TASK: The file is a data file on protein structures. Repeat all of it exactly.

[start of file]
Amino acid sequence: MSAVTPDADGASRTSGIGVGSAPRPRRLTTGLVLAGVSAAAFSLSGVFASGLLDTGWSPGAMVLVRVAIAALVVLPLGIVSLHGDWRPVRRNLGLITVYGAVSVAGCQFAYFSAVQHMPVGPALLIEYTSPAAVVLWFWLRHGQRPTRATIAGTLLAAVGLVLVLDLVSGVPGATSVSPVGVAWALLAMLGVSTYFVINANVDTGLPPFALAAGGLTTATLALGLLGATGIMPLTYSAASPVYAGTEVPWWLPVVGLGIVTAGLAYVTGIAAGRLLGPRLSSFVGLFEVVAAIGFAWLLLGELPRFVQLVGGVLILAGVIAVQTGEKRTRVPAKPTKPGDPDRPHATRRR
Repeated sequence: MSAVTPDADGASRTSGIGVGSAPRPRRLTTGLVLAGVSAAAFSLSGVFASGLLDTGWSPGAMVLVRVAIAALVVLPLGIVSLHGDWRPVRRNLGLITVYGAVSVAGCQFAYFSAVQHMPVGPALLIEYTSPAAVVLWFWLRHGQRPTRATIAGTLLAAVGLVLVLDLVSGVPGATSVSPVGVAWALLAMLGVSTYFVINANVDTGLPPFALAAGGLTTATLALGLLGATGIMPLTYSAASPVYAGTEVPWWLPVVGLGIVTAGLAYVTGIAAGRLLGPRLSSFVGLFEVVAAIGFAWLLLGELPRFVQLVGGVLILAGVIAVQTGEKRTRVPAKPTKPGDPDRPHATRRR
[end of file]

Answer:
Amino acid sequence: MSAVTPDADGASRTSGIGVGSAPRPRRLTTGLVLAGVSAAAFSLSGVFASGLLDTGWSPGAMVLVRVAIAALVVLPLGIVSLHGDWRPVRRNLGLITVYGAVSVAGCQFAYFSAVQHMPVGPALLIEYTSPAAVVLWFWLRHGQRPTRATIAGTLLAAVGLVLVLDLVSGVPGATSVSPVGVAWALLAMLGVSTYFVINANVDTGLPPFALAAGGLTTATLALGLLGATGIMPLTYSAASPVYAGTEVPWWLPVVGLGIVTAGLAYVTGIAAGRLLGPRLSSFVGLFEVVAAIGFAWLLLGELPRFVQLVGGVLILAGVIAVQTGEKRTRVPAKPTKPGDPDRPHATRRR
Repeated sequence: MSAVTPDADGASRTSGIGVGSAPRPRRLTTGLVLAGVSAAAFSLSGVFASGLLDTGWSPGAMVLVRVAIAALVVLPLGIVSLHGDWRPVRRNLGLITVYGAVSVAGCQFAYFSAVQHMPVGPALLIEYTSPAAVVLWFWLRHGQRPTRATIAGTLLAAVGLVLVLDLVSGVPGATSVSPVGVAWALLAMLGVSTYFVINANVDTGLPPFALAAGGLTTATLALGLLGATGIMPLTYSAASPVYAGTEVPWWLPVVGLGIVTAGLAYVTGIAAGRLLGPRLSSFVGLFEVVAAIGFAWLLLGELPRFVQLVGGVLILAGVIAVQTGEKRTRVPAKPTKPGDPDRPHATRRR